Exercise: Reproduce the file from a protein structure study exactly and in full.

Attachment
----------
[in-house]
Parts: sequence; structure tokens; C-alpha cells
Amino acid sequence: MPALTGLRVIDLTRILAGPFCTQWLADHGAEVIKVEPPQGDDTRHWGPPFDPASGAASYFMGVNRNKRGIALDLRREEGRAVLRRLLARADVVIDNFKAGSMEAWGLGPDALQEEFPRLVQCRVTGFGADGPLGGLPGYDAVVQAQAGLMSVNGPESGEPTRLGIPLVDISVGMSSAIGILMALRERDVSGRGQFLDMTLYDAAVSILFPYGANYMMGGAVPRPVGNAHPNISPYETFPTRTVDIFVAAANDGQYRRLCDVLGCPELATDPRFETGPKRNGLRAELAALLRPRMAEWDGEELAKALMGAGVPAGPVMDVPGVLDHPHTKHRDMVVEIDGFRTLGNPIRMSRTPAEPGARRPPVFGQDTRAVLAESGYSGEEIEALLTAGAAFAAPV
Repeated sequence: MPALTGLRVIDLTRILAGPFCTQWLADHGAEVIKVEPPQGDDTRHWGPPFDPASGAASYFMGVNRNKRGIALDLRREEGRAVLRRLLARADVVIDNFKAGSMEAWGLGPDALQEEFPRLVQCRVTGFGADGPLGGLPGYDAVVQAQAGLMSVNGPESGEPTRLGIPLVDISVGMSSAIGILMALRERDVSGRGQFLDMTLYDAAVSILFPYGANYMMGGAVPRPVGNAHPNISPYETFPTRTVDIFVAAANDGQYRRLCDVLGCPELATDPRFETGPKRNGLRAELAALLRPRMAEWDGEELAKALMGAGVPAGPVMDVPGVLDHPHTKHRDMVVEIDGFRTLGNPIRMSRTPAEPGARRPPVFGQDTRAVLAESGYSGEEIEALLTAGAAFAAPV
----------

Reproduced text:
[in-house]
Parts: sequence; structure tokens; C-alpha cells
Amino acid sequence: MPALTGLRVIDLTRILAGPFCTQWLADHGAEVIKVEPPQGDDTRHWGPPFDPASGAASYFMGVNRNKRGIALDLRREEGRAVLRRLLARADVVIDNFKAGSMEAWGLGPDALQEEFPRLVQCRVTGFGADGPLGGLPGYDAVVQAQAGLMSVNGPESGEPTRLGIPLVDISVGMSSAIGILMALRERDVSGRGQFLDMTLYDAAVSILFPYGANYMMGGAVPRPVGNAHPNISPYETFPTRTVDIFVAAANDGQYRRLCDVLGCPELATDPRFETGPKRNGLRAELAALLRPRMAEWDGEELAKALMGAGVPAGPVMDVPGVLDHPHTKHRDMVVEIDGFRTLGNPIRMSRTPAEPGARRPPVFGQDTRAVLAESGYSGEEIEALLTAGAAFAAPV
Repeated sequence: MPALTGLRVIDLTRILAGPFCTQWLADHGAEVIKVEPPQGDDTRHWGPPFDPASGAASYFMGVNRNKRGIALDLRREEGRAVLRRLLARADVVIDNFKAGSMEAWGLGPDALQEEFPRLVQCRVTGFGADGPLGGLPGYDAVVQAQAGLMSVNGPESGEPTRLGIPLVDISVGMSSAIGILMALRERDVSGRGQFLDMTLYDAAVSILFPYGANYMMGGAVPRPVGNAHPNISPYETFPTRTVDIFVAAANDGQYRRLCDVLGCPELATDPRFETGPKRNGLRAELAALLRPRMAEWDGEELAKALMGAGVPAGPVMDVPGVLDHPHTKHRDMVVEIDGFRTLGNPIRMSRTPAEPGARRPPVFGQDTRAVLAESGYSGEEIEALLTAGAAFAAPV